This work explores the effect of humidity and galvanic coupling on the environmental assisted crack initiation and growth rate of high-strength aluminum alloys under static load. Varied relative humidity and temperature cycles, based on relevant aircraft service environments, are used to identify factors leading to peak crack growth rate for a sodium chloride salt chemistry. The influence of dynamic environmental conditions versus constant environmental conditions are being evaluated. Aerospace materials are galvanically coupled to the aluminum substrate to quantify the effect on initiation time and growth rate. Spring-actuated double cantilever beam test systems with continuous sensor monitoring are employed in atmospheric environments with smooth-notch samples to produce estimates of time to crack nucleation, crack length, crack growth rate, and crack tip stress intensity. Simultaneous zero resistance ammeter measurement of the corrosion currents between galvanically coupled aerospace materials and the aluminum samples improves understanding of the relationships between atmospheric environment and the electrochemical processes leading to crack initiation and growth. Results demonstrate clear differences between wetting and drying processes, with peaks in galvanic corrosion current observed during drying and smaller peaks observed during wetting. Peaks in crack growth rate are observed at moderate relative humidity during drying processes.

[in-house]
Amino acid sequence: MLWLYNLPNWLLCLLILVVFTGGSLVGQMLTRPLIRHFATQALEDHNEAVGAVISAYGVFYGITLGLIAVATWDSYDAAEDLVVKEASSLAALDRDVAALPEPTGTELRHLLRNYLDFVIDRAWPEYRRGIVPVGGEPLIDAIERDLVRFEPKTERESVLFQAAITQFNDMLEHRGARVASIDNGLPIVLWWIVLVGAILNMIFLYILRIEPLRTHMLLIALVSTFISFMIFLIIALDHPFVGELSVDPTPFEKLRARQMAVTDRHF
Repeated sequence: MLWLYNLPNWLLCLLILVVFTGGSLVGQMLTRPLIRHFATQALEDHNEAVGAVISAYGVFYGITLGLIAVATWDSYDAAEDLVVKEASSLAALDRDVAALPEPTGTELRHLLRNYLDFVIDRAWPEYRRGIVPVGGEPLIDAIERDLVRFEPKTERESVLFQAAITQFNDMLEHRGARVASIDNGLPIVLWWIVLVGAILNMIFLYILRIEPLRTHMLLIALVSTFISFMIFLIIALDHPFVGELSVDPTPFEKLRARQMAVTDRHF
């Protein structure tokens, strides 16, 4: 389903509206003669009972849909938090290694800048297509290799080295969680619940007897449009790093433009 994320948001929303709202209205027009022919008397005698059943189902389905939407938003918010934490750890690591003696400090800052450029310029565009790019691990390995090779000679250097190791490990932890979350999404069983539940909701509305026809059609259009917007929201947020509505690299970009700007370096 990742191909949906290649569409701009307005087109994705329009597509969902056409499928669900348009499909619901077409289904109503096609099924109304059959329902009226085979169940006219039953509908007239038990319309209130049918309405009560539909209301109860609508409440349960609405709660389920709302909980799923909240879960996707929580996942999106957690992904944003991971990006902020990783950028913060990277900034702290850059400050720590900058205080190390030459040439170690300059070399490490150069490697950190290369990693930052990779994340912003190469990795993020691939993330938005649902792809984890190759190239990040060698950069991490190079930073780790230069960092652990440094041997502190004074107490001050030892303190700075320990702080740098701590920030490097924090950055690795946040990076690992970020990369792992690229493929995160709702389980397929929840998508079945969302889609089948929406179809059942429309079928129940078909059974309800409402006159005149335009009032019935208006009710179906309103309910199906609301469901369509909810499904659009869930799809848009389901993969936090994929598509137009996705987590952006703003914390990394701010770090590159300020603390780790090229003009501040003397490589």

High-strength aerospace aluminum alloys, such as AA7075-T651, are susceptible to environmental assisted cracking (EAC) under the right combinations of stress, environment, and microstructure. EAC presents a serious risk to structures and equipment operated in corrosive conditions. Studies of EAC in aluminum alloys have highlighted the importance of both anodic dissolution and hydrogen embrittlement to EAC initiation and propagation.1–4 The EAC response of alloys under variable atmospheric conditions is of particular importance for assessing material performance for aerospace applications.
Characterization techniques for EAC of alloys often employ immersion testing with constant concentration, volume, and temperature conditions or testing under controlled thin electrolyte layers with static environmental conditions.5–7 There is a need for evaluation and testing of EAC performance with variable, but controlled, atmospheric environmental conditions, with in situ crack growth measurements, and electrochemical monitoring to better capture the effects of processes relevant to in-service degradation of high-strength aluminum alloy structures. Environmental cycles affect the composition and distribution of electrolyte, which can significantly impact electrochemical reactions, current distribution, and corrosion rates.8–11 Additionally, crevice and cracking conditions can result in pH and concentration gradients resulting in aggressive conditions that promote EAC.12,13